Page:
Purchasing Real Estate During COVID-19

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There may be many factors driving you to relocate during the pandemic, like the need for more space, historically low interest rates, or the desire to move farther away from the city.

Purchasing Real Estate During COVID-19?

Here Are 5 Things You Should Consider According to Lindsay Guion

Job Security

In June, USA Today reported an unemployment rate of 11.1%, compared to 14.7% in April. While it’s a noticeable difference, the jobless rate is still higher than any period in the last 70 years. “It’s risky to buy a home when you can’t guarantee you’ll receive your next paycheque,” says Guion. Traditionally, when applying for a mortgage, aspiring homeowners must turn over their pay stubs, relevant employment info, and sometimes, a letter from management validating that the material provided is accurate. If you meet the creditor’s stringent requirements and close on your mortgage, you will assume monthly payments to settle your loan. “Should you lose your jobs as a result of the pandemic, you risk falling behind on mortgage payments and tarnishing your credit score,” explains Guion. In extreme cases, the house goes into foreclosure, and the lender takes possession of the property. “You have a lot to lose, so make sure you’re ready to be a homeowner,” he exclaims. Before you begin house hunting, Guion urges you to reflect on your industry and whether you believe your job may be in jeopardy due to COVID-19.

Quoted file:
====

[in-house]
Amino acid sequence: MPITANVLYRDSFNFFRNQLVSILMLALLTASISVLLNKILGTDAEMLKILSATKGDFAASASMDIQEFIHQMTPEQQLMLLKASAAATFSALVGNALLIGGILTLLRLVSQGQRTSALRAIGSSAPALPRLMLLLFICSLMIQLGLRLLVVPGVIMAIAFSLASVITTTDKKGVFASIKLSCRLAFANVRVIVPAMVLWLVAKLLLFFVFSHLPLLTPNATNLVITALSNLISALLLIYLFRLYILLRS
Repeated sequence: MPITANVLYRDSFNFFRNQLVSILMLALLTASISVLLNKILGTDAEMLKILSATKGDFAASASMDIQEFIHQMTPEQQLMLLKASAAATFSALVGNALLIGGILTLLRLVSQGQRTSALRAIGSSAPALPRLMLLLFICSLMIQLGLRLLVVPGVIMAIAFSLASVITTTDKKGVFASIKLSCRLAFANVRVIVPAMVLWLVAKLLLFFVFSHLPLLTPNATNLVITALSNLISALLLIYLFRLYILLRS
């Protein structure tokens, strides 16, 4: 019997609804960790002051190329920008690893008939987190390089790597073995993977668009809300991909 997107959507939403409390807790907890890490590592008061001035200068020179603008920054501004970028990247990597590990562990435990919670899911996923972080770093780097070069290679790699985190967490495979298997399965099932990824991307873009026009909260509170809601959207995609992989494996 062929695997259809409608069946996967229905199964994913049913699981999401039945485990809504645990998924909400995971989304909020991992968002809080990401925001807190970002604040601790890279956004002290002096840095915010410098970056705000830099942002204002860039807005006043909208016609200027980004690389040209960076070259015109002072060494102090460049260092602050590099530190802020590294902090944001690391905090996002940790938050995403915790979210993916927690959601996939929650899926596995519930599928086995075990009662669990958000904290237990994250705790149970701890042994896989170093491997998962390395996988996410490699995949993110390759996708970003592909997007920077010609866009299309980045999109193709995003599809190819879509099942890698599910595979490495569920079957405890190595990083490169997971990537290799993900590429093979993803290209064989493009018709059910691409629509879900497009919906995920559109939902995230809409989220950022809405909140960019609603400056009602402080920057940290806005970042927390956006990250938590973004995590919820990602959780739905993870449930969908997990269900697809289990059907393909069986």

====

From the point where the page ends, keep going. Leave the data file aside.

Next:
Interest rates

In July, Freddie Mac reported that the average rate for a 30-year fixed mortgage had dropped to 2.98%, the lowest rate since they began tracking averages 50 years ago. With the Coronavirus pandemic pushing interest rates to record lows, more people are considering homeownership. However, according to economists, there is one obvious issue: to benefit from low mortgage rates, there must be homes for sale. “Supply is low, but demand for real estate is high,” states Guion. One reason being, before the recession, investors would purchase investment homes with the goal of transforming them into rental properties. Second, COVID-19 restrictions combined with a weak economy have intensified the situation, causing construction projects across the country to experience delays or cancellations.

Finally, some owners may be hard-pressed to sell their abode, given that low-interest rates provide a great opportunity to refinance. According to Investopedia, refinancing is a smart idea if you can reduce your interest by at least 2%, although, some lenders say as little as 1% savings is also sufficient. Alternatively, owners may be inclined to pursue a cash-out refinance, giving them access to funds at a lower rate, in order to remodel, purchase another property, or consolidate debt. “At the end of the day, buyers need to consider the loan rate as well as what homes are on the market,” Guion says.

Bidding wars